A Case of Spontaneous Halt during Ejaculation in a Juvenile Genius Mathematician with Asperger Syndrome and Bilateral Keratoconus
Hisataka Fujimoto*, Junichi Kiryu
Department of Ophthalmology, Kawasaki Medical School, 577 Matsushima, Kurashiki, 701-0192 Okayama, Japan
*Corresponding author: Hisataka Fujimoto, Department of Ophthalmology, Kawasaki Medical School, 577 Matsushima, Kurashiki, 701-0192 Okayama, Japan.
Received: 04 June 2022; Accepted: 12 June 2022; Published: 16 June 2022
Citation: Hisataka Fujimoto, Junichi Kiryu. A Case of Spontaneous Halt during Ejaculation in a Juvenile Genius Mathematician with Asperger Syndrome and Bilateral Keratoconus. Journal of Ophthalmology and Research 5 (2022): 92-96.View / Download Pdf Share at Facebook
Purpose: We report a case of spontaneous halt during ejaculation in a juvenile genius mathematician with Asperger syndrome and bilateral keratoconus. Twenty years later, the patient is currently a professor of mathematics.
Observations: As a virgin in high school and university, the patient could stop his ejaculation spontaneously during orgasm while watching pornography. He was diagnosed with middle-stage Asperger’s syndrome. He also had a history of pneumothorax at 22 years of age. He was referred to the ophthalmology clinic for bilateral blurred vision and was diagnosed with mild bilateral keratoconus. A bilateral set of hard contact lenses was prescribed, which resulted in normal corrected visual acuity. He is currently a prominent educational specialist and professor of mathematics in the field of algebraic geometry at a Japanese university.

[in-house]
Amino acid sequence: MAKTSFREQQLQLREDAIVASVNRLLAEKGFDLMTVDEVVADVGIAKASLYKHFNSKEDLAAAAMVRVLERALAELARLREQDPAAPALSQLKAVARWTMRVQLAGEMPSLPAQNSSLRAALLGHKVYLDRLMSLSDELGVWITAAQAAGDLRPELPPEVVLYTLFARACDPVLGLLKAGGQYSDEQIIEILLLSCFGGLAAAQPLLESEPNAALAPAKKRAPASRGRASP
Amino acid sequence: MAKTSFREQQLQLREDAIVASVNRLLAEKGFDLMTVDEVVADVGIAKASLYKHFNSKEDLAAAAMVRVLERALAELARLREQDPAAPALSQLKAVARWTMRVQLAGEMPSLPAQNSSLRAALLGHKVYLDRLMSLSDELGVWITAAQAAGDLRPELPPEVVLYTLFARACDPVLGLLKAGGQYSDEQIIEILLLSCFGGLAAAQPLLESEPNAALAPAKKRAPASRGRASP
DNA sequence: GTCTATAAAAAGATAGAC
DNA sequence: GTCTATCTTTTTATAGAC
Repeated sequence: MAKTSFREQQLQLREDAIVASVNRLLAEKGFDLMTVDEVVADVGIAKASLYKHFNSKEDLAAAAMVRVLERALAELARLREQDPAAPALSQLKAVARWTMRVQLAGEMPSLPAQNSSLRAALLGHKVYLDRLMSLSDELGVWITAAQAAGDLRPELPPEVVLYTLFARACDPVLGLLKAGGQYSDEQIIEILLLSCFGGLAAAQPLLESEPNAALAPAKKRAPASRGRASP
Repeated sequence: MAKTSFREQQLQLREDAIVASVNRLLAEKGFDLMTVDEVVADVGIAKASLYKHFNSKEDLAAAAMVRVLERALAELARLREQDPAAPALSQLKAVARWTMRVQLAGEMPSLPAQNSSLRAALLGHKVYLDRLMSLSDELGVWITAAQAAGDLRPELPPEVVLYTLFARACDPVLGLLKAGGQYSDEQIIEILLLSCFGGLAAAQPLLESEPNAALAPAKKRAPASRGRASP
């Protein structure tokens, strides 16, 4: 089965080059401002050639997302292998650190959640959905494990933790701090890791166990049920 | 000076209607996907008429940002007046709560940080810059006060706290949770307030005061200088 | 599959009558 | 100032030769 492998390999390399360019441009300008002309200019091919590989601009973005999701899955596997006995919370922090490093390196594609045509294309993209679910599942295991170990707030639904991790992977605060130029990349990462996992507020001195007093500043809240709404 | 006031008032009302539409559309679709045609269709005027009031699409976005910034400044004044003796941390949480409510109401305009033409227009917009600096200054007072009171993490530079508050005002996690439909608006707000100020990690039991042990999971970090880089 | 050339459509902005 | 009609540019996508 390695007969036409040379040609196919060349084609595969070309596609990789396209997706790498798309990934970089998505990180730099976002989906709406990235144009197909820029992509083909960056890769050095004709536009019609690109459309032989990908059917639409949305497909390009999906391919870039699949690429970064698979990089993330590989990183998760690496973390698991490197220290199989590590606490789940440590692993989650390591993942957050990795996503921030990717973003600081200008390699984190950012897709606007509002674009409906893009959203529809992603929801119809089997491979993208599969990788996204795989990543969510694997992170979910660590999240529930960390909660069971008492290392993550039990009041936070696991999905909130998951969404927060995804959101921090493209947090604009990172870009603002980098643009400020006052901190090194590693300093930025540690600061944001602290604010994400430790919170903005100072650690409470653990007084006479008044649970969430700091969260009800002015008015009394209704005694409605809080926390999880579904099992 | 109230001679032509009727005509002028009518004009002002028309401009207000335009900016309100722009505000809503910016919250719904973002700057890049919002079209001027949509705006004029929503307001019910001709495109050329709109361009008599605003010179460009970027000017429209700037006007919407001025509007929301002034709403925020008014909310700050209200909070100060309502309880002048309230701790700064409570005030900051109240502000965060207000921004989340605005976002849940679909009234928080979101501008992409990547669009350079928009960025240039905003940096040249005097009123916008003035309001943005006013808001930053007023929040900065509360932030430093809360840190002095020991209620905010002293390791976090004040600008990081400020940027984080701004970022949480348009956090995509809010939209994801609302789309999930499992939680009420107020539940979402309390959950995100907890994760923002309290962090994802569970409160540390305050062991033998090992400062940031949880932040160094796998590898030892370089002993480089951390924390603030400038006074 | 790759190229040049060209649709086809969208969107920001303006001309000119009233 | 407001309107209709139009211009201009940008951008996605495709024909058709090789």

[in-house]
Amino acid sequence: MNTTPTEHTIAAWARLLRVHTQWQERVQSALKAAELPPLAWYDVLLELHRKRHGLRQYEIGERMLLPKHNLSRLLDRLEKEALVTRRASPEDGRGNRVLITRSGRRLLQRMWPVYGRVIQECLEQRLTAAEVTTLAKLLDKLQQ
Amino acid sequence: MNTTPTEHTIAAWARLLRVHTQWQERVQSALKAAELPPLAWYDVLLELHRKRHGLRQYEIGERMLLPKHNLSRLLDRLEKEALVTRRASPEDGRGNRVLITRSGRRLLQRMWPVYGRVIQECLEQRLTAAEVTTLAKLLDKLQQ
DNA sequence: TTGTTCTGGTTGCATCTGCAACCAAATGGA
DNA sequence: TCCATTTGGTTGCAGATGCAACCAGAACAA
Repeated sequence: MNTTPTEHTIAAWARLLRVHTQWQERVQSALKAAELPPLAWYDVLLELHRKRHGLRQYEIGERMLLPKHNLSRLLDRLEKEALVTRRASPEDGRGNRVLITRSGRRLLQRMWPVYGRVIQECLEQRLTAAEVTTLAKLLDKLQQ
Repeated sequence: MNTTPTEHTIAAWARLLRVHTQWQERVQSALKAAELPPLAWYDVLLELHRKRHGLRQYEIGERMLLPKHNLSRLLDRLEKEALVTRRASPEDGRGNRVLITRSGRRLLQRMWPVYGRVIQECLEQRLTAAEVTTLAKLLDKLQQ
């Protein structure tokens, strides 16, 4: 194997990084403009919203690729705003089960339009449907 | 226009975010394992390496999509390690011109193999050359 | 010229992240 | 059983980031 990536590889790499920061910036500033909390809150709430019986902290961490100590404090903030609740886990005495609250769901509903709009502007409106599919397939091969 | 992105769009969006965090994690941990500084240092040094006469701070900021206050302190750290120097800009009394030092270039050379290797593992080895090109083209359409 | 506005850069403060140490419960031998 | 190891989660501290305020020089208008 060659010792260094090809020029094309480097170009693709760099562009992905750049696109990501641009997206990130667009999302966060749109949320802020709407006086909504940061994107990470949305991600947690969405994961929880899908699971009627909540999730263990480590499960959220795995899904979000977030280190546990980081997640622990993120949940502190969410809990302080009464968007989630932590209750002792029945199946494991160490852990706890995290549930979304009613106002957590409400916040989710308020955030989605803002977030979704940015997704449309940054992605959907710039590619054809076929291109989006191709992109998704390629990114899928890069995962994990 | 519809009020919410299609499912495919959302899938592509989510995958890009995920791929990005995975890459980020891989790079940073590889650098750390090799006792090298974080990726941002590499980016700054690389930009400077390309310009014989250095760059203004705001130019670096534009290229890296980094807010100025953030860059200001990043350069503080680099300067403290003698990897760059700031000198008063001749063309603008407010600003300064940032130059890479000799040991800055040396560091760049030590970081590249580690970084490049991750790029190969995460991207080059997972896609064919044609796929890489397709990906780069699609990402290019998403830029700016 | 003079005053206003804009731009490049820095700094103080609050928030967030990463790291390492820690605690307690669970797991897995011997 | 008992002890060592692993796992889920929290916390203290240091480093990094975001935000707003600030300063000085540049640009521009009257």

Conclusion and Importance: In this case, the spontaneous halt during ejaculation might have been accompanied by then bilateral keratoconus, which might have corresponded to collagen instability considering his history of pneumothorax.
spontaneous halt, ejaculation, mathematician, Asperger syndrome, keratoconus
spontaneous halt articles, ejaculation articles, mathematician articles, Asperger syndrome articles, keratoconus articles